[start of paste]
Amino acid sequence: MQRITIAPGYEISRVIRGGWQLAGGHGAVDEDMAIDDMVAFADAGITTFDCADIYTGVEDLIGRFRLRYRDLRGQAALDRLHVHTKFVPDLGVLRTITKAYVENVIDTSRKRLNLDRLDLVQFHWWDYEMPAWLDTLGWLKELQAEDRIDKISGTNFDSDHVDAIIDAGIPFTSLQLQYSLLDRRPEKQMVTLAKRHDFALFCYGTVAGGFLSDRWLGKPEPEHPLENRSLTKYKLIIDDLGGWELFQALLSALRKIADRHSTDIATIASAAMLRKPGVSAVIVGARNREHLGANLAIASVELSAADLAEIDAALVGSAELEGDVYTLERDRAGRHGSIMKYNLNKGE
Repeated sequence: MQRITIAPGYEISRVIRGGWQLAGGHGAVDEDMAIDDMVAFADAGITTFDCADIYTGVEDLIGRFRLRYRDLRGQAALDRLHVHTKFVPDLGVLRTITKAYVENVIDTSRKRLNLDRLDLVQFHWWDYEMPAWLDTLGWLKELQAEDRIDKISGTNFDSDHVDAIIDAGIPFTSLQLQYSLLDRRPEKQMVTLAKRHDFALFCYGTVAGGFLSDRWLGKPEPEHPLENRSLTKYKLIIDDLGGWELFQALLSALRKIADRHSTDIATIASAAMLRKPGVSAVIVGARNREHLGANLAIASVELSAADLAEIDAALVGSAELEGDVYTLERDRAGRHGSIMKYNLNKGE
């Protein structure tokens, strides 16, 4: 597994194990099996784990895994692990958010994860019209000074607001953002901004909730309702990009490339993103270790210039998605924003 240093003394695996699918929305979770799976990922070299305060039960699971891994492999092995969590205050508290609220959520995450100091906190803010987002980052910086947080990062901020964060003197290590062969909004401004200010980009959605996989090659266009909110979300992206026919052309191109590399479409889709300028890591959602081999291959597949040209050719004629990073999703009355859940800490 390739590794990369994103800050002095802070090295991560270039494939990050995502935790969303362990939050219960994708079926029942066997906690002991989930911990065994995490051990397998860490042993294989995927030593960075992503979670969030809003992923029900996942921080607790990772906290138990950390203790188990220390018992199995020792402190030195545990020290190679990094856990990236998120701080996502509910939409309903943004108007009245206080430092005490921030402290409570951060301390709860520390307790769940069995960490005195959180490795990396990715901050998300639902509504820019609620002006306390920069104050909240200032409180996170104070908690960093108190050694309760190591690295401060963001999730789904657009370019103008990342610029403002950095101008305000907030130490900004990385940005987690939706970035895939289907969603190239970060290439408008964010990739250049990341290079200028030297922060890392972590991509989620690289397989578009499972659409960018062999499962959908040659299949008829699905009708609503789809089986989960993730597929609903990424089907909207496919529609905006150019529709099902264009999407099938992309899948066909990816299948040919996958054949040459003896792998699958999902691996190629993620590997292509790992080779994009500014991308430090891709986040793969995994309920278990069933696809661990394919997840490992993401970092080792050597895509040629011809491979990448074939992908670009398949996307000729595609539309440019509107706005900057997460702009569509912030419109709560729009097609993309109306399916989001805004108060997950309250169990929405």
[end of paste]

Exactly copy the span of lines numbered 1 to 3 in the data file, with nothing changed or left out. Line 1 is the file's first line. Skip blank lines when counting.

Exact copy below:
Amino acid sequence: MQRITIAPGYEISRVIRGGWQLAGGHGAVDEDMAIDDMVAFADAGITTFDCADIYTGVEDLIGRFRLRYRDLRGQAALDRLHVHTKFVPDLGVLRTITKAYVENVIDTSRKRLNLDRLDLVQFHWWDYEMPAWLDTLGWLKELQAEDRIDKISGTNFDSDHVDAIIDAGIPFTSLQLQYSLLDRRPEKQMVTLAKRHDFALFCYGTVAGGFLSDRWLGKPEPEHPLENRSLTKYKLIIDDLGGWELFQALLSALRKIADRHSTDIATIASAAMLRKPGVSAVIVGARNREHLGANLAIASVELSAADLAEIDAALVGSAELEGDVYTLERDRAGRHGSIMKYNLNKGE
Repeated sequence: MQRITIAPGYEISRVIRGGWQLAGGHGAVDEDMAIDDMVAFADAGITTFDCADIYTGVEDLIGRFRLRYRDLRGQAALDRLHVHTKFVPDLGVLRTITKAYVENVIDTSRKRLNLDRLDLVQFHWWDYEMPAWLDTLGWLKELQAEDRIDKISGTNFDSDHVDAIIDAGIPFTSLQLQYSLLDRRPEKQMVTLAKRHDFALFCYGTVAGGFLSDRWLGKPEPEHPLENRSLTKYKLIIDDLGGWELFQALLSALRKIADRHSTDIATIASAAMLRKPGVSAVIVGARNREHLGANLAIASVELSAADLAEIDAALVGSAELEGDVYTLERDRAGRHGSIMKYNLNKGE
């Protein structure tokens, strides 16, 4: 597994194990099996784990895994692990958010994860019209000074607001953002901004909730309702990009490339993103270790210039998605924003 240093003394695996699918929305979770799976990922070299305060039960699971891994492999092995969590205050508290609220959520995450100091906190803010987002980052910086947080990062901020964060003197290590062969909004401004200010980009959605996989090659266009909110979300992206026919052309191109590399479409889709300028890591959602081999291959597949040209050719004629990073999703009355859940800490 390739590794990369994103800050002095802070090295991560270039494939990050995502935790969303362990939050219960994708079926029942066997906690002991989930911990065994995490051990397998860490042993294989995927030593960075992503979670969030809003992923029900996942921080607790990772906290138990950390203790188990220390018992199995020792402190030195545990020290190679990094856990990236998120701080996502509910939409309903943004108007009245206080430092005490921030402290409570951060301390709860520390307790769940069995960490005195959180490795990396990715901050998300639902509504820019609620002006306390920069104050909240200032409180996170104070908690960093108190050694309760190591690295401060963001999730789904657009370019103008990342610029403002950095101008305000907030130490900004990385940005987690939706970035895939289907969603190239970060290439408008964010990739250049990341290079200028030297922060890392972590991509989620690289397989578009499972659409960018062999499962959908040659299949008829699905009708609503789809089986989960993730597929609903990424089907909207496919529609905006150019529709099902264009999407099938992309899948066909990816299948040919996958054949040459003896792998699958999902691996190629993620590997292509790992080779994009500014991308430090891709986040793969995994309920278990069933696809661990394919997840490992993401970092080792050597895509040629011809491979990448074939992908670009398949996307000729595609539309440019509107706005900057997460702009569509912030419109709560729009097609993309109306399916989001805004108060997950309250169990929405």